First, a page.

If a work's success is measured by its ability to remain relevant, inspire others, and create dialogue, Terrence McNally's play Corpus Christi is successful indeed.
The play -- especially its nontraditionally cast production by Los Angeles theater group 108 Productions -- is the subject of a new documentary, Corpus Christi: Playing With Redemption, and the force behind the I Am Love Campaign, an effort to end religion-based bias against LGBT people and advance understanding between LGBT and faith communities.
"The LGBT community is on this incredible verge of total equality within this country," says James Brandon, who with Nic Arnzen is codirector and coproducer of the documentary and cofounder of I Am Love. "It feels like right now this community is on the verge of total acceptance. But religious dogma seems to be the block for many people."
The campaign is dedicated to bringing down that block, which loomed even larger when Corpus Christi made its world premiere at the Manhattan Theatre Club in New York City in 1998. McNally's play depicts Jesus, here called Joshua, and his followers as gay men in 1950s Texas. The acclaimed playwright, a four-time Tony-winner, now says he was actually surprised it was controversial.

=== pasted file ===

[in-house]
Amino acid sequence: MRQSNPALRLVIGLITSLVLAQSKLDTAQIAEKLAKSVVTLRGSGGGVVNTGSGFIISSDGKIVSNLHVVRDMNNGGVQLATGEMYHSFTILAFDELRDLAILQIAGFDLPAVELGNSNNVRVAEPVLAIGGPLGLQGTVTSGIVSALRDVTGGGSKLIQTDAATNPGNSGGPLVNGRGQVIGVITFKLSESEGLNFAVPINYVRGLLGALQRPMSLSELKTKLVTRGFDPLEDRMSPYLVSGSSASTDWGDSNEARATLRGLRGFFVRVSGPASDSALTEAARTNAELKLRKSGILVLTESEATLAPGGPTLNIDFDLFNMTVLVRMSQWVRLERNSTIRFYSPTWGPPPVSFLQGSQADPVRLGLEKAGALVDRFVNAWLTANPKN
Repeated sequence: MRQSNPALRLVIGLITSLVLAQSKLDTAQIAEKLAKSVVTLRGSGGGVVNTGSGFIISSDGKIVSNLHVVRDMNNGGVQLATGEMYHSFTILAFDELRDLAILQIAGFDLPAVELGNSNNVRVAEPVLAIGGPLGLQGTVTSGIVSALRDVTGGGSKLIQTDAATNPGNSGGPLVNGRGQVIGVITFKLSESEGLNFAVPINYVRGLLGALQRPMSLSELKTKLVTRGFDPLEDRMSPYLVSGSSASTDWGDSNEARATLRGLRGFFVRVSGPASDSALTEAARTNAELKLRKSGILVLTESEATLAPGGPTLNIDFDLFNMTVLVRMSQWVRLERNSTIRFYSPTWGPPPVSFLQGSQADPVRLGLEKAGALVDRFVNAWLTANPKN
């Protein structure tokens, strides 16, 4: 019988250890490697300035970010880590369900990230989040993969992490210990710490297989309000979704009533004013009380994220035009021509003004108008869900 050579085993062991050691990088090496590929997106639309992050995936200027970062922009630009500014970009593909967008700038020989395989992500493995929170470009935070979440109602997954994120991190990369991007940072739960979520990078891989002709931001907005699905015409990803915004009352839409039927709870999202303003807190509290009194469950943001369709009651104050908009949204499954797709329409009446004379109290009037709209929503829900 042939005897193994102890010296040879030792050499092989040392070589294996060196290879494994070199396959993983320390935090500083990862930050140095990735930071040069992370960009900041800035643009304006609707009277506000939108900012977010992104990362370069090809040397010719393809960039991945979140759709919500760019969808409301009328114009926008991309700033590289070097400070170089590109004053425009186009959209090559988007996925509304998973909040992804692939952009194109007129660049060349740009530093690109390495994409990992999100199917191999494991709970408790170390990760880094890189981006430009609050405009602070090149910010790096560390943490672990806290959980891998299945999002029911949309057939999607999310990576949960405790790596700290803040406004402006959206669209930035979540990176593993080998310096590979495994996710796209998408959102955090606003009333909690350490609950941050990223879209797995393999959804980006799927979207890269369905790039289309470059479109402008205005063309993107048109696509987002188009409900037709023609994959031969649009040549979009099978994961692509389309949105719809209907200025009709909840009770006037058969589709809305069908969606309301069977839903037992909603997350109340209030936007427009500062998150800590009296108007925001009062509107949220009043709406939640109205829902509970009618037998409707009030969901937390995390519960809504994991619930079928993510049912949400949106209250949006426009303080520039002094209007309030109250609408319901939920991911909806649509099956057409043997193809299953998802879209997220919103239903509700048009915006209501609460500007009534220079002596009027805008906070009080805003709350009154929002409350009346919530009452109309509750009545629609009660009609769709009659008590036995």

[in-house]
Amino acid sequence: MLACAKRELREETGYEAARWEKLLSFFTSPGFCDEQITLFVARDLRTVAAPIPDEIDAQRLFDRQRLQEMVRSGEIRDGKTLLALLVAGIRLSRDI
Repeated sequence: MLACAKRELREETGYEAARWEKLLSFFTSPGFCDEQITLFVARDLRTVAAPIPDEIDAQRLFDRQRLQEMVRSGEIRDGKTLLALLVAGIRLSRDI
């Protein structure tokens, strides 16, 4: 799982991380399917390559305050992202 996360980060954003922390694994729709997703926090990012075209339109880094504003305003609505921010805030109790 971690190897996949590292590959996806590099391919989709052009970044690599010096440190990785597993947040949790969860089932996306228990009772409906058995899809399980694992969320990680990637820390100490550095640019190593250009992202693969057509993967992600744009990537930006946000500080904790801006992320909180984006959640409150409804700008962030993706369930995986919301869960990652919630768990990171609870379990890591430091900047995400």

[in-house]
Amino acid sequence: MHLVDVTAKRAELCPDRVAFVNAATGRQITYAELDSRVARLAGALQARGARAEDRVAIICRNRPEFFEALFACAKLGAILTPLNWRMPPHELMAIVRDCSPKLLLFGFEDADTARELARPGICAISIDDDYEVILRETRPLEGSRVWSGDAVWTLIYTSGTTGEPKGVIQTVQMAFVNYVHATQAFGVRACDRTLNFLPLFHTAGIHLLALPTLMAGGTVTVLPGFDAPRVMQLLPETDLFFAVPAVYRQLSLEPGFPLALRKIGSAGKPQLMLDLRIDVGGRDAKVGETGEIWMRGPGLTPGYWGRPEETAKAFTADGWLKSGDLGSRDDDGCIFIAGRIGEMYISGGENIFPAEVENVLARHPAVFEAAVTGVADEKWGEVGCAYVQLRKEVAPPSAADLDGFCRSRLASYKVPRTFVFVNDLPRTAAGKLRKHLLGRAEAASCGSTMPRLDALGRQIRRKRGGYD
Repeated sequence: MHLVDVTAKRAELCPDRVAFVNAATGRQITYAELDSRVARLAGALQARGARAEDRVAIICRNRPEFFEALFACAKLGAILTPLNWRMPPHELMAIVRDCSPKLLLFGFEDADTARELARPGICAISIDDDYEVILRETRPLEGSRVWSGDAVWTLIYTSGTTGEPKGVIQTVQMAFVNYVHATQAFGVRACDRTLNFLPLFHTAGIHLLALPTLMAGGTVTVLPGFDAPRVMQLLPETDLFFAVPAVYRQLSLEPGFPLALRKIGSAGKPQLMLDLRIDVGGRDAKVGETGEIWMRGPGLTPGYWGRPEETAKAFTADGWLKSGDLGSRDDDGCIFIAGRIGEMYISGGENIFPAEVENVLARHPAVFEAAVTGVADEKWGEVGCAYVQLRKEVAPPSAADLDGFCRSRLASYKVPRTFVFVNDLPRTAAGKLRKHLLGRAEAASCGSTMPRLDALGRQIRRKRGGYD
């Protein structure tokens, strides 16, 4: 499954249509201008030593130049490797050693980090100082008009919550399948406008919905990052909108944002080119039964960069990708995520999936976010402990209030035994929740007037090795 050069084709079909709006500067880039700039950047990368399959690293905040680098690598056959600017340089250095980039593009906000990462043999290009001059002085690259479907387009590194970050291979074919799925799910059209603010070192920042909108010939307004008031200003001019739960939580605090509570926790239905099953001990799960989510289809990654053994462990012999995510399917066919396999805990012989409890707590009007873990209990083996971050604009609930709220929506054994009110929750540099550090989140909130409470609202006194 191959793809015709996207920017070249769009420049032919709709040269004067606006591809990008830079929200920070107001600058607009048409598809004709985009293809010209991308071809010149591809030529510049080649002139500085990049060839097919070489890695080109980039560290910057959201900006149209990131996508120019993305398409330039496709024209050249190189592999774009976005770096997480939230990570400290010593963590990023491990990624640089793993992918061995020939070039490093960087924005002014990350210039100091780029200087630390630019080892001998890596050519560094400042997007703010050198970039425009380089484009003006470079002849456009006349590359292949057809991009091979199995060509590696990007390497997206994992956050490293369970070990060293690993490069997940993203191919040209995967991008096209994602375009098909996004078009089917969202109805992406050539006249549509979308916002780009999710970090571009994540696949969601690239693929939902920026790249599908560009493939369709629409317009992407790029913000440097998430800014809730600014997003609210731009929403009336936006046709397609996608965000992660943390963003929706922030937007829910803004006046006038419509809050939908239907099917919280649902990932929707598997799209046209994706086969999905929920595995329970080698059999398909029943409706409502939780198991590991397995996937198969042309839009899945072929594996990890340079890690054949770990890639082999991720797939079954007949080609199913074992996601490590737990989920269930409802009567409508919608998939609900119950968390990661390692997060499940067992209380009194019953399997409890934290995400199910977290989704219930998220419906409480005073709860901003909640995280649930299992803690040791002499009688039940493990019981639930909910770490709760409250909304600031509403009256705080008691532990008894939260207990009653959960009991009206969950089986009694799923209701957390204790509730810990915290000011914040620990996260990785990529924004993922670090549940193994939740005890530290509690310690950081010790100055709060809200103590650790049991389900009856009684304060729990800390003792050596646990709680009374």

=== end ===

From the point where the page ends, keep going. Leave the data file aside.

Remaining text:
"I really thought that it would be seen as a play, a serious play, a meditation on spirituality," he says. But it became the target of protests and threats, and the theater canceled and then reinstated the production. "The controversy in New York, I felt, was a very false controversy," McNally says, ginned up by antigay Catholic activist and gadfly William Donahue. Donahue, he says, spread rumors that the play contained nudity and explicit sex -- which it does not and never did -- and then claimed to have pressured McNally into excising those elements.
Since then, the play has had numerous regional productions, and the one documented in the film put a distinctive stamp on the show. This production originated in 2006 at the Metropolitan Community Church in the Valley, a largely LGBT congregation located in L.A.'s North Hollywood neighborhood.